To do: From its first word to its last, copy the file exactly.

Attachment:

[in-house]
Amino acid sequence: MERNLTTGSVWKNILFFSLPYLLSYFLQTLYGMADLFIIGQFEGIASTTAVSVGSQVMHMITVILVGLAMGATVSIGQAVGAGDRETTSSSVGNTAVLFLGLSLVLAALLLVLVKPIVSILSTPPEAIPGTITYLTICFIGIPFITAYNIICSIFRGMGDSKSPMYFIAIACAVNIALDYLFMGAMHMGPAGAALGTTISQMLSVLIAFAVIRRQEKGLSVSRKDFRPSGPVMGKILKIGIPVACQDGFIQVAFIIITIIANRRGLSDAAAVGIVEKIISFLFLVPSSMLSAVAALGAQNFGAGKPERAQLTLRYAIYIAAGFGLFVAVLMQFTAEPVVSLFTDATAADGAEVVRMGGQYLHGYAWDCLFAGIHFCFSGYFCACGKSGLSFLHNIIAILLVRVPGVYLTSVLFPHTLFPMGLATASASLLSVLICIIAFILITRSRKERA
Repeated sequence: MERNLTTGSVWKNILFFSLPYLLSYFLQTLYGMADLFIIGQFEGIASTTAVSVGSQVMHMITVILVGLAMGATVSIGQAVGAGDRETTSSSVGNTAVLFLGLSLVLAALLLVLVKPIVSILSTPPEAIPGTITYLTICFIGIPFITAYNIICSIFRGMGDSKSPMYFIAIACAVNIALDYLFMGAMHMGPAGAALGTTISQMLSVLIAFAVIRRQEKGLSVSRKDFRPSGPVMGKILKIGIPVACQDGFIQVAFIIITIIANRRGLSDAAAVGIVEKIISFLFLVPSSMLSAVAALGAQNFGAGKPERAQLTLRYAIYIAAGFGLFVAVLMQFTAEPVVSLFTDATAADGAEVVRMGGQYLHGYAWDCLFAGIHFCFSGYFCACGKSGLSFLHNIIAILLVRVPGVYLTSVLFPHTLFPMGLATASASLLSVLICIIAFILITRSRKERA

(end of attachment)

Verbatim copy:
[in-house]
Amino acid sequence: MERNLTTGSVWKNILFFSLPYLLSYFLQTLYGMADLFIIGQFEGIASTTAVSVGSQVMHMITVILVGLAMGATVSIGQAVGAGDRETTSSSVGNTAVLFLGLSLVLAALLLVLVKPIVSILSTPPEAIPGTITYLTICFIGIPFITAYNIICSIFRGMGDSKSPMYFIAIACAVNIALDYLFMGAMHMGPAGAALGTTISQMLSVLIAFAVIRRQEKGLSVSRKDFRPSGPVMGKILKIGIPVACQDGFIQVAFIIITIIANRRGLSDAAAVGIVEKIISFLFLVPSSMLSAVAALGAQNFGAGKPERAQLTLRYAIYIAAGFGLFVAVLMQFTAEPVVSLFTDATAADGAEVVRMGGQYLHGYAWDCLFAGIHFCFSGYFCACGKSGLSFLHNIIAILLVRVPGVYLTSVLFPHTLFPMGLATASASLLSVLICIIAFILITRSRKERA
Repeated sequence: MERNLTTGSVWKNILFFSLPYLLSYFLQTLYGMADLFIIGQFEGIASTTAVSVGSQVMHMITVILVGLAMGATVSIGQAVGAGDRETTSSSVGNTAVLFLGLSLVLAALLLVLVKPIVSILSTPPEAIPGTITYLTICFIGIPFITAYNIICSIFRGMGDSKSPMYFIAIACAVNIALDYLFMGAMHMGPAGAALGTTISQMLSVLIAFAVIRRQEKGLSVSRKDFRPSGPVMGKILKIGIPVACQDGFIQVAFIIITIIANRRGLSDAAAVGIVEKIISFLFLVPSSMLSAVAALGAQNFGAGKPERAQLTLRYAIYIAAGFGLFVAVLMQFTAEPVVSLFTDATAADGAEVVRMGGQYLHGYAWDCLFAGIHFCFSGYFCACGKSGLSFLHNIIAILLVRVPGVYLTSVLFPHTLFPMGLATASASLLSVLICIIAFILITRSRKERA